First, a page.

Tiffany Shlain Wants You to Take a Sabbath from Your Phone
Book Review: 24/6: The Power of Unplugging One Day a Week
Pause and look around the next time you are in a public place like a crowded bus or mall food court. How many of the people you see are gazing down at their phones, oblivious to the world around them? Webby Awards founder and International Academy of Digital Arts and Sciences co-founder Tiffany Shlain used to be like this. Having ridden the wave of the tech explosion since the beginning, she felt stressed and exhausted from being constantly online, but described herself as “powerless against the allure of the device in my hand.” Today, however, with a decade of experience in taking regular time away from screens, she shares steps to greater freedom from technology in her debut book “24/6: The Power of Unplugging One Day a Week”.
Shlain’s wake-up call came when her father’s death was swiftly followed by her daughter’s birth. Grieving and overwhelmed, she actively sought out ways to feel calm, grounded and connected with loved ones. Shlain’s husband had introduced her to the formal act of taking a break from work each week in honour of the Jewish day of rest. Together, they decided to extend their ritual to include unplugging from technology, and the “Technology Shabbat”, turning off all screens for 24 hours each week, was born. The concept of Shabbat is a perfect fit for breaking the spell that screens can cast over us. While the details of its celebration vary widely, it is a sacred pause from the daily grind. However, Shlain explains why the benefits her family has experienced are based not just on faith, but on science.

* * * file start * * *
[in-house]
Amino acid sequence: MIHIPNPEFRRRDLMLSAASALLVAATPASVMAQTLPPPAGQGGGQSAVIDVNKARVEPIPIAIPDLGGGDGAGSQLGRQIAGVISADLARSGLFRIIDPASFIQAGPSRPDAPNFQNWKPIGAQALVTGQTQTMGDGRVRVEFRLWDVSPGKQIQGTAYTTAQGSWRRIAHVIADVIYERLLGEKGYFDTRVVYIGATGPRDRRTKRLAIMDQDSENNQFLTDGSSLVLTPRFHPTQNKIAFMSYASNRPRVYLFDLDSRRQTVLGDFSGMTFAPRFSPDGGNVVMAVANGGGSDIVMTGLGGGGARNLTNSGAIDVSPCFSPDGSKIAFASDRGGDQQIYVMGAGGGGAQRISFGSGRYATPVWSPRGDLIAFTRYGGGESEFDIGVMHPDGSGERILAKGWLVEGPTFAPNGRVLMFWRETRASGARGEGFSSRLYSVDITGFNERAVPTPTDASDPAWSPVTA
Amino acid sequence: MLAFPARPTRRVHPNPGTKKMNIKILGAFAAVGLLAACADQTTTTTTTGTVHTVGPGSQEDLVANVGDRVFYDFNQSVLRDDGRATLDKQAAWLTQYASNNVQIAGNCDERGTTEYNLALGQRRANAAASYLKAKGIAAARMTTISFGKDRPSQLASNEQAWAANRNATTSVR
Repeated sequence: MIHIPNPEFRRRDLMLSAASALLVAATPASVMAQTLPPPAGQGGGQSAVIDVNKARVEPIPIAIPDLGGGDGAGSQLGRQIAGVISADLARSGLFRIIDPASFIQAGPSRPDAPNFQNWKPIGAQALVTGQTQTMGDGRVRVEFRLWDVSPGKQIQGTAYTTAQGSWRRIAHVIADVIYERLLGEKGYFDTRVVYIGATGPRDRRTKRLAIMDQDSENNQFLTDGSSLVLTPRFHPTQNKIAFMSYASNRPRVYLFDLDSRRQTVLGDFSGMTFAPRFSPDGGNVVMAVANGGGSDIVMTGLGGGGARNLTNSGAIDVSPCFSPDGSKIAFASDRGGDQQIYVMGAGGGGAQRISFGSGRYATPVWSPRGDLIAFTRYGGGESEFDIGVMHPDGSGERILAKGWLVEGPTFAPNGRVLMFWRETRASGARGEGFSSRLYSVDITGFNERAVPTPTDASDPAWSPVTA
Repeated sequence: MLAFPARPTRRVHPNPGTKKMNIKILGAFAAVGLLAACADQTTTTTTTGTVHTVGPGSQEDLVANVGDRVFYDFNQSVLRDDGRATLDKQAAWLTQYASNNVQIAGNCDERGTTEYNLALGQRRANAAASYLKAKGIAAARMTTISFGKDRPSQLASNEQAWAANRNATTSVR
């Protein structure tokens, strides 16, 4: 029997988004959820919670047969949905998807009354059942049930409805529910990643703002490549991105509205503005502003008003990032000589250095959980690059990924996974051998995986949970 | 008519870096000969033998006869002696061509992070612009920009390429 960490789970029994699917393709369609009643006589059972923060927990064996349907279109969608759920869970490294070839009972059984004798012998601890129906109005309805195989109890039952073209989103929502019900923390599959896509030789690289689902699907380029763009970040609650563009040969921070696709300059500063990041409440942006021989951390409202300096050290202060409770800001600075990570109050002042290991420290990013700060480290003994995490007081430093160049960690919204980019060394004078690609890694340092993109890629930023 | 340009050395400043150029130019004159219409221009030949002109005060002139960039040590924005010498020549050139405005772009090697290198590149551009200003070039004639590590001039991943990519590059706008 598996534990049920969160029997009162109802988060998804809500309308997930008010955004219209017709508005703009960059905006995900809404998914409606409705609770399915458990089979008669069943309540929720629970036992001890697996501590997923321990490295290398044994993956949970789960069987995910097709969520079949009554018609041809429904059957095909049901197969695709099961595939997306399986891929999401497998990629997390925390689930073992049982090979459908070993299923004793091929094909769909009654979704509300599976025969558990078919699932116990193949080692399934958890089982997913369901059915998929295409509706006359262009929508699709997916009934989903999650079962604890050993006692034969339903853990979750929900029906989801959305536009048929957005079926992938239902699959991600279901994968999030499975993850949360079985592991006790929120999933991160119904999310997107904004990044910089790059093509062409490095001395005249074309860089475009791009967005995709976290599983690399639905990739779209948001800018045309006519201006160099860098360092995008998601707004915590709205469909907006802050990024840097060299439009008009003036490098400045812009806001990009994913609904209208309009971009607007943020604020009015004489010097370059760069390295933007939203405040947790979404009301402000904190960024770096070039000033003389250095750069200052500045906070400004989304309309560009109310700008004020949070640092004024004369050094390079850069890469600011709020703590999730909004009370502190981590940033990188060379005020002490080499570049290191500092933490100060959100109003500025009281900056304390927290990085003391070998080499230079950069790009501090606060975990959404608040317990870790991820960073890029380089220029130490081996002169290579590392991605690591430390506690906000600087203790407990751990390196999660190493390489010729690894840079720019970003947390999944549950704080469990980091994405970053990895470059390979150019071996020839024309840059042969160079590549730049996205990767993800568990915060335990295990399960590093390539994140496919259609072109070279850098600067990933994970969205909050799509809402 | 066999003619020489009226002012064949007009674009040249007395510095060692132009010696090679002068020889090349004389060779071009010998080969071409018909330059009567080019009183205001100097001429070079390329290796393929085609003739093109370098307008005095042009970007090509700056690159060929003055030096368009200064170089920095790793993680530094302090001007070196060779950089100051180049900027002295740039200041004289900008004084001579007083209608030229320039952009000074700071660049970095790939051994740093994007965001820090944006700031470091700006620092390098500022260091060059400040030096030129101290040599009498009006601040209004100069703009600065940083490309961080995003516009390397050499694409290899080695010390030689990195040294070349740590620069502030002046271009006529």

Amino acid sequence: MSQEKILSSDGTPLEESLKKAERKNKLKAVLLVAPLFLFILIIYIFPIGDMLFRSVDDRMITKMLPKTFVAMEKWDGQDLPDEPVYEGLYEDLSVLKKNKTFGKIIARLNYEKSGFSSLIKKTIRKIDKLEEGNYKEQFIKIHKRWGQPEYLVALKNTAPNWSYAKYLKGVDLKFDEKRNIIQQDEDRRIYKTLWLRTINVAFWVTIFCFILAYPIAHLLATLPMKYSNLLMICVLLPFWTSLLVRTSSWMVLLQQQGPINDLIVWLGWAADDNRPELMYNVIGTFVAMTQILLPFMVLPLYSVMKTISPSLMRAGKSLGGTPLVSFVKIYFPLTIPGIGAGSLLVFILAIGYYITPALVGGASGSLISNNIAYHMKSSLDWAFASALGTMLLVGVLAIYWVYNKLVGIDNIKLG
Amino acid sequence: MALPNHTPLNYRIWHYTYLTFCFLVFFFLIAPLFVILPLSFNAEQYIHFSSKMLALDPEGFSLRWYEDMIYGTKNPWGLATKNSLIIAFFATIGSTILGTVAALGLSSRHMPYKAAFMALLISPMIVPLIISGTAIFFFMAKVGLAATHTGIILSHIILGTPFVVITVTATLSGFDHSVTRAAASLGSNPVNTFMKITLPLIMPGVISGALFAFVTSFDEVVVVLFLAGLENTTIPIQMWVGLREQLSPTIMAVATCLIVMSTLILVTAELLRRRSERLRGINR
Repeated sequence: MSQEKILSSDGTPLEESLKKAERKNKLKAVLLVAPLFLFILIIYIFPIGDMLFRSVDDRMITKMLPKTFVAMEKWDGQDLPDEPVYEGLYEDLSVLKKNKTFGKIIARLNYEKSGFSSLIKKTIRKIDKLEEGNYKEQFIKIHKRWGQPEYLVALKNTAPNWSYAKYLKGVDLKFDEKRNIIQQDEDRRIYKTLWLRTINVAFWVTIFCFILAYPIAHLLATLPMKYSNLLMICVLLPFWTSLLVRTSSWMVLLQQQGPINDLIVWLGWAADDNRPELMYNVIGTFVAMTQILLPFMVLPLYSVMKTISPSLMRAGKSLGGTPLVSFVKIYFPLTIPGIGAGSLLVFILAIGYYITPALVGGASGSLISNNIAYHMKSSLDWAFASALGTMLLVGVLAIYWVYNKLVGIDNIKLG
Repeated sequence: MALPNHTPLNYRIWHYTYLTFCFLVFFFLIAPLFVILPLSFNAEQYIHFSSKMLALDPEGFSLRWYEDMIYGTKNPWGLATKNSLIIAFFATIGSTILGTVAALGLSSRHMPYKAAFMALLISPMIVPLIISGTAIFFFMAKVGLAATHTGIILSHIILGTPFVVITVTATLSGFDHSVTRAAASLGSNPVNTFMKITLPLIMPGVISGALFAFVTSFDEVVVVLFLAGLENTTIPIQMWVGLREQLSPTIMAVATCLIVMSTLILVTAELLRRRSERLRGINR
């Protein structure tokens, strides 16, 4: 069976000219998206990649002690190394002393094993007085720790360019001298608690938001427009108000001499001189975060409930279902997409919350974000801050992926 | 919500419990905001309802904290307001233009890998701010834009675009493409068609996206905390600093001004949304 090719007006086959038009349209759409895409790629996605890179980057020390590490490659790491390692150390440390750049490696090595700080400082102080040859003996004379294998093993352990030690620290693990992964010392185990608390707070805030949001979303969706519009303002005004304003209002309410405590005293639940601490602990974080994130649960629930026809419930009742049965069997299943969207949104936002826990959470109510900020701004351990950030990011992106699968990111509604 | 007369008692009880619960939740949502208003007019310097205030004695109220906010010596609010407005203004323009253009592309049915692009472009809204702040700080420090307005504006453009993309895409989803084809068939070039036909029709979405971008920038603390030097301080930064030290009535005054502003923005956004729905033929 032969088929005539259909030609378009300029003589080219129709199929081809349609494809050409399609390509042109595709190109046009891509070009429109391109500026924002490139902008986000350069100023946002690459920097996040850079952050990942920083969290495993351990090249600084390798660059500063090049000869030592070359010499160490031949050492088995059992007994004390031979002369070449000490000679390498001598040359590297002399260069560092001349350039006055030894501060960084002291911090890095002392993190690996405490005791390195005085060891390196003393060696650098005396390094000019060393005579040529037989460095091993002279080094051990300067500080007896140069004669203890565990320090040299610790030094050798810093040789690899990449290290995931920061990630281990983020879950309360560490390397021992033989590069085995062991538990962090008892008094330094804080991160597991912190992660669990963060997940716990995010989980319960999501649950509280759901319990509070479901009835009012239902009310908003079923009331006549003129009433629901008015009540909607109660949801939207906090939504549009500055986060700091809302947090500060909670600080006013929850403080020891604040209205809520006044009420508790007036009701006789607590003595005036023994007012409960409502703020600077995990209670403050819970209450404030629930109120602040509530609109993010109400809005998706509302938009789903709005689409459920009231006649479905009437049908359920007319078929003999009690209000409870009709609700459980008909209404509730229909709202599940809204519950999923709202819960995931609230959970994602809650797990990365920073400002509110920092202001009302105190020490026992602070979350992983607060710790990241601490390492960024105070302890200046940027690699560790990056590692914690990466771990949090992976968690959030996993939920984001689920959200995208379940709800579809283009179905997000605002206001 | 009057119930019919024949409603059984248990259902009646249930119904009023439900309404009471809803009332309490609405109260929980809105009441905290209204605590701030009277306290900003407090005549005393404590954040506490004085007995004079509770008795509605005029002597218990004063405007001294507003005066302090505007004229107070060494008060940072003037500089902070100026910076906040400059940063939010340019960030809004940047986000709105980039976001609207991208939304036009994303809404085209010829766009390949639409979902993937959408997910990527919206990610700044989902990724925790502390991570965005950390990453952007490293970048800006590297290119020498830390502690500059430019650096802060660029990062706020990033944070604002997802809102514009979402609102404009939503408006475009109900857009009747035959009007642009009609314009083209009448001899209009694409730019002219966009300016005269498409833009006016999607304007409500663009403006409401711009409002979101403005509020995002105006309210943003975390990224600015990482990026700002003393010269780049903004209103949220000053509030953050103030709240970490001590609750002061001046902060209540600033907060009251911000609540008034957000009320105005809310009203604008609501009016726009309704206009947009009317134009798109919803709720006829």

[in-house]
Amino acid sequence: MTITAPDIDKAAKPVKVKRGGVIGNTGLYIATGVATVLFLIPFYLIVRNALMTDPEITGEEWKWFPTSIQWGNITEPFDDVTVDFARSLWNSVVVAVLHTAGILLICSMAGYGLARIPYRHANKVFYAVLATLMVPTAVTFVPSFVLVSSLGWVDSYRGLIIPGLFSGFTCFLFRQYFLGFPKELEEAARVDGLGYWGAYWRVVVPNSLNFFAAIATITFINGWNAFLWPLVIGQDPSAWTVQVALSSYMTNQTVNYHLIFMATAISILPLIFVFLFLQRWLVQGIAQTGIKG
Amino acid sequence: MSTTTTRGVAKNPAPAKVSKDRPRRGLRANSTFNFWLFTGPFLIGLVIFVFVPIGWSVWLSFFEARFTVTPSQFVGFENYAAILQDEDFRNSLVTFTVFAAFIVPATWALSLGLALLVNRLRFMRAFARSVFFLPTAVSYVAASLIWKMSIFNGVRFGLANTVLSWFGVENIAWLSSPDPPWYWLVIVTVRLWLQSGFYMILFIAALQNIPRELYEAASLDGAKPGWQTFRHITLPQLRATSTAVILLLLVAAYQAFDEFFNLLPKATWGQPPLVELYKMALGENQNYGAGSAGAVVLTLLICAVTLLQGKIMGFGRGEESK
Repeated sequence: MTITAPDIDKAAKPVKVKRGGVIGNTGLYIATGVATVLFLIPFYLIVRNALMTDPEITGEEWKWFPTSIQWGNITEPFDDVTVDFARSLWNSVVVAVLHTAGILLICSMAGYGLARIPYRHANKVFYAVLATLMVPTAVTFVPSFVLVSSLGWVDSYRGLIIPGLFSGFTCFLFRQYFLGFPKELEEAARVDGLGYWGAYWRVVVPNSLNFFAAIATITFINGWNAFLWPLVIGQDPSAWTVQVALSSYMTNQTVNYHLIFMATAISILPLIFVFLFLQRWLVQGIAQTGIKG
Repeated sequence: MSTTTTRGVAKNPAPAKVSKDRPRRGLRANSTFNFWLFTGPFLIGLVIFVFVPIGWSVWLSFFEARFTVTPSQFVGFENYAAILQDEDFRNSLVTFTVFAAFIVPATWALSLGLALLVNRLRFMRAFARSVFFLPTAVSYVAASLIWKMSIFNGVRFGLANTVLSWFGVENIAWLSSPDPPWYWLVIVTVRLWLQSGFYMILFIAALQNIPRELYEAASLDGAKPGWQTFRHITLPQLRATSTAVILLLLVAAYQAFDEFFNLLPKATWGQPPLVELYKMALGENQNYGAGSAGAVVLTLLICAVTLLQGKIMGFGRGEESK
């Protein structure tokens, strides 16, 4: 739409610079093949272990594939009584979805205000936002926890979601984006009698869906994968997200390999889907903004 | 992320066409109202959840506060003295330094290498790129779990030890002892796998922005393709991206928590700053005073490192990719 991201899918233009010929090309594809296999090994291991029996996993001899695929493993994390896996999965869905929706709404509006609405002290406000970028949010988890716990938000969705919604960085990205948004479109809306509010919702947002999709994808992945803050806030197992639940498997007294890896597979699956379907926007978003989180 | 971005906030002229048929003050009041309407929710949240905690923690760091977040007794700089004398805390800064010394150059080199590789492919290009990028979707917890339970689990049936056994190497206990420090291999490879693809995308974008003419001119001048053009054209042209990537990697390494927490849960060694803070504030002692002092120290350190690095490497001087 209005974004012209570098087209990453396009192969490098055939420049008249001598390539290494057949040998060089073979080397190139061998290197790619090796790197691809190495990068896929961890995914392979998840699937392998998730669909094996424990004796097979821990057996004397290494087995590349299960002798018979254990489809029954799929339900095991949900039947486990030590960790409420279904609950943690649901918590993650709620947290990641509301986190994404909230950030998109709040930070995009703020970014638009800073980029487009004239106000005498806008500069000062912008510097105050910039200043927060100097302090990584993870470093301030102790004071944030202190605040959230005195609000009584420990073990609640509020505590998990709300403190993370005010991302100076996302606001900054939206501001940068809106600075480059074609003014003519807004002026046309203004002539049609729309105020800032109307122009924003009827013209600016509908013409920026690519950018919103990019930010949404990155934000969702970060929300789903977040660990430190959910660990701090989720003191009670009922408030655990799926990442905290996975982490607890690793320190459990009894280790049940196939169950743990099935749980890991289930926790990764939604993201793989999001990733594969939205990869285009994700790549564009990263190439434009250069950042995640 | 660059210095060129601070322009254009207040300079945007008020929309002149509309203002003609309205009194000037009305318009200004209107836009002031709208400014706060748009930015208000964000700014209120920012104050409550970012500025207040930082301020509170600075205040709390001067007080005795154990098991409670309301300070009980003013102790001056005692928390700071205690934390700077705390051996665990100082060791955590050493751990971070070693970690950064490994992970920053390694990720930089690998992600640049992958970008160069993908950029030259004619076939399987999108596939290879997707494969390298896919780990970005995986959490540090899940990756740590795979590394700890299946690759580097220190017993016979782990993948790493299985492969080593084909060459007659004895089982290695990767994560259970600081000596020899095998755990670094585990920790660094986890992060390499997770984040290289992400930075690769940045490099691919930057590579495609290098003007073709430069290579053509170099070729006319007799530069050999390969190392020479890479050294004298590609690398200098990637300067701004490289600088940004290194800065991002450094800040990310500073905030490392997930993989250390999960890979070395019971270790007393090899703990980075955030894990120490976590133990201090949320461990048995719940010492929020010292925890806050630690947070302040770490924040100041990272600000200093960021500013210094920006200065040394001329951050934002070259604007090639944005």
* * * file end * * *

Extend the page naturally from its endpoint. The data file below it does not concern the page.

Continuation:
“24/6” is equal parts memoir and instructional guide, with compelling research that will motivate you to unplug regularly. Shlain reveals the history of why our calendars are broken down into seven-day weeks, as well as how labour unions fought for today’s eight-hour work days and two-day weekends. She points out how easily we’ve let work and outside influences creep back into our hard-won free time. Next, she shares how her family approaches the Technology Shabbat. It begins with a ritual meal including homemade challah (a Jewish traditional bread, usually in the shape of a braid, served on Shabbat). Shlain even provides the recipe for you to try at home.
The next section of the book, “Keeping Tech Human”, covers several research-backed best practices to limit the negative impacts of technology. I wholeheartedly agree with many of these, such as finishing a cell-phone conversation before entering a meeting, or making eye contact as an important part of human connection. However, based on the title of the book, I expected the focus to be on the benefits of unplugging one day a week. I wasn’t prepared for the volume of additional information here and got bogged down. I would have preferred to skip right to the next section on the “Science of Unplugging”.